NCLB  is often used in a” bait and switch” way to transfer blame. The bait of NCLB is the truth that children have been left behind. The switch occurs as the truth is twisted to serve different agendas. The inconvenient truth, for the people at the top,  is the educational philosophies, policies, and programs created by people at the top has left half the children in America behind. The convenient truth is these same people are not held responsible for the failures of NCLB. Another convenient truth is that the parents, teachers, students, and schools that have suffered the most can now be made the scapegoats.  These scapegoat  groups should, next,  accept the blame for the problems in education.  After accepting the blame, these groups should also accept the punishments, sanctions, and new solutions presented by the people at the top.

Race To The Top and No Child Left Behind are doomed to failure. The people at the top confidently assume they have the answers to America’s educational problems. They came up with these answers without teaching , being a student, or living through any real life public school issue or situation. The elitist thinking of these programs is exposed in their solutions to educational problems. The solutions of charter schools, closing neighborhood schools, firing of “bad” teachers, etc.  are based on their school experiences.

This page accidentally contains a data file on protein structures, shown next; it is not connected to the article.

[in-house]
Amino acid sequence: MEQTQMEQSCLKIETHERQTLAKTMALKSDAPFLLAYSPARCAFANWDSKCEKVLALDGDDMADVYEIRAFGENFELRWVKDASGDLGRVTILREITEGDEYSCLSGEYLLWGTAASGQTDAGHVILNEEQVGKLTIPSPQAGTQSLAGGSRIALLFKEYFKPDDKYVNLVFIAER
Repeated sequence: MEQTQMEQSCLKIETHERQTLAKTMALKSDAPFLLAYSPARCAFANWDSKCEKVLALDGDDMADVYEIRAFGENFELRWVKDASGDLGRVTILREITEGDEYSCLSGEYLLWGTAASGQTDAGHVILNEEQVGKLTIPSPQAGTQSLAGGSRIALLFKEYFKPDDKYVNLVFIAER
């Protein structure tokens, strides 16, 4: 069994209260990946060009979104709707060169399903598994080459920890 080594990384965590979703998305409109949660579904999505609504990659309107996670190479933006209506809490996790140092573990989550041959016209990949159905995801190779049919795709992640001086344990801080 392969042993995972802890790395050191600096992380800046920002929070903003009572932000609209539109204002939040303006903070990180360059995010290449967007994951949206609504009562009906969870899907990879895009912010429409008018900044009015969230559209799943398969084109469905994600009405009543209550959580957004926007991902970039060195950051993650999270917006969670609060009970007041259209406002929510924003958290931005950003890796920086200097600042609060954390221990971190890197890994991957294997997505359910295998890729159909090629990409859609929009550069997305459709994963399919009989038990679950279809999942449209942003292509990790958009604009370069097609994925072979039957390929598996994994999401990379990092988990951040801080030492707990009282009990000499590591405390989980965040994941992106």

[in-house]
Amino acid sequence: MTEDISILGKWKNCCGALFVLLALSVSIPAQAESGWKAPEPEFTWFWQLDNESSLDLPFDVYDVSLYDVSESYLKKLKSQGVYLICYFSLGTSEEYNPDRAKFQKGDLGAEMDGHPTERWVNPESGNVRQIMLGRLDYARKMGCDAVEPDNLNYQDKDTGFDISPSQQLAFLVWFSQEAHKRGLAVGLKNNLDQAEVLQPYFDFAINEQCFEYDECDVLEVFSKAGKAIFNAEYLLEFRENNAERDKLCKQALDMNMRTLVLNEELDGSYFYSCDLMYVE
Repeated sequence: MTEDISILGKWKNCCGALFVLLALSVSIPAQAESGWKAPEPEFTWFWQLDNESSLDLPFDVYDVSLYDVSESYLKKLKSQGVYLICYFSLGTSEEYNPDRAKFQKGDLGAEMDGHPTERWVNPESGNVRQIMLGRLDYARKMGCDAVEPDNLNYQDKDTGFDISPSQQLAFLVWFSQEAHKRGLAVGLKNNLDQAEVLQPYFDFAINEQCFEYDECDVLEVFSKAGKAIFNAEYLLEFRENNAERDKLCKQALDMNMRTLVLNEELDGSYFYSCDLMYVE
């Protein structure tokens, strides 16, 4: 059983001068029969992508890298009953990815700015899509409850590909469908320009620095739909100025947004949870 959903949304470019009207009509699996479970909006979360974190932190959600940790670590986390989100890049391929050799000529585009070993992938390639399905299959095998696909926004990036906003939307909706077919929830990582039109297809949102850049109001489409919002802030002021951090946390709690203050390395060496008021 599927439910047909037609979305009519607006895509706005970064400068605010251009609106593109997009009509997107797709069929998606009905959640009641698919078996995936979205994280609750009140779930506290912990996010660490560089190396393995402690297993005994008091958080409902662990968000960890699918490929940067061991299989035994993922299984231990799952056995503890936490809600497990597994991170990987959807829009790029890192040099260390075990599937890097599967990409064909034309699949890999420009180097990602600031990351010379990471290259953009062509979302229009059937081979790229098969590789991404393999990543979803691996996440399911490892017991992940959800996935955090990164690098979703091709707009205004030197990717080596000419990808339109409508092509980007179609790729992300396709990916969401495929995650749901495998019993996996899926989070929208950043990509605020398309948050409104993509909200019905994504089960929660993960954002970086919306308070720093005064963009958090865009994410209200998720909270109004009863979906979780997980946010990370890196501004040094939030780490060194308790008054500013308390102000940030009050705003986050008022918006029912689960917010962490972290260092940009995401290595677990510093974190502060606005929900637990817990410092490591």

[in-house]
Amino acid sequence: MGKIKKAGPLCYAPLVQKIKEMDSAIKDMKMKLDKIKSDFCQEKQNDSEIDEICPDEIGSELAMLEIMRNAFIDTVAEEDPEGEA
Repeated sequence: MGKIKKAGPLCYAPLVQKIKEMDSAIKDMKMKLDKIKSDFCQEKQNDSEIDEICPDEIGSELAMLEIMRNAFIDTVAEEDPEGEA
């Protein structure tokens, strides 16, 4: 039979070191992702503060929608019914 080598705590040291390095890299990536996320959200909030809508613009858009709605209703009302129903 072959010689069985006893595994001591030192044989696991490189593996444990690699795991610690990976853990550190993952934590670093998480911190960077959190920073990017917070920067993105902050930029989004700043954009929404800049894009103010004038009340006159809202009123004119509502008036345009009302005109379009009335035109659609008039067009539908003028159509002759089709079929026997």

This arrogant and elitist thinking never allows them to extend a hand down to the people that suffer the consequences of their decisions. This elitist thinking assumes that no solutions, thoughts, or educational programs could come from people living on the bottom rungs of the educational ladder. Only when the leaders at the top reach down and allow ideas, discussion, and solutions to bubble up from the bottom, will solutions to educational problems be found.

It appears everyone in education is looking for silver bullets to solve education problems. The truth is these silver bullets won’t work until you find the golden bullet. The golden bullet is fixing school discipline. America must demand good school discipline. When the school discipline problem is solved, all groups will be able to come together and work together to find and use the silver bullets.